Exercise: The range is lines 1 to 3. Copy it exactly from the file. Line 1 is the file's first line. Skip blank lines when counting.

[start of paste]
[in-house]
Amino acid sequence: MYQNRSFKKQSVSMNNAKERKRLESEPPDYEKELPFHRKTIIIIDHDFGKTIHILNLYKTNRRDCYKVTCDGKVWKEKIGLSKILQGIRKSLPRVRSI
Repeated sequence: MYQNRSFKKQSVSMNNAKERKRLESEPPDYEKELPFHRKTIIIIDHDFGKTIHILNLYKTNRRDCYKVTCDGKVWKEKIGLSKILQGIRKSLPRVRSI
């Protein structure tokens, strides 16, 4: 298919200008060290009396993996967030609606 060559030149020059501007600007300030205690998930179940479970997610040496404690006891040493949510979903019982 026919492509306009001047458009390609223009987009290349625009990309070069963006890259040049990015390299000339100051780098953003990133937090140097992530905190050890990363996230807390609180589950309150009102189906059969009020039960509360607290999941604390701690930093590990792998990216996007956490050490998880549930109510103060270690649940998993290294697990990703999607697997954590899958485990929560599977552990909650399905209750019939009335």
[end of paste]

[in-house]
Amino acid sequence: MYQNRSFKKQSVSMNNAKERKRLESEPPDYEKELPFHRKTIIIIDHDFGKTIHILNLYKTNRRDCYKVTCDGKVWKEKIGLSKILQGIRKSLPRVRSI
Repeated sequence: MYQNRSFKKQSVSMNNAKERKRLESEPPDYEKELPFHRKTIIIIDHDFGKTIHILNLYKTNRRDCYKVTCDGKVWKEKIGLSKILQGIRKSLPRVRSI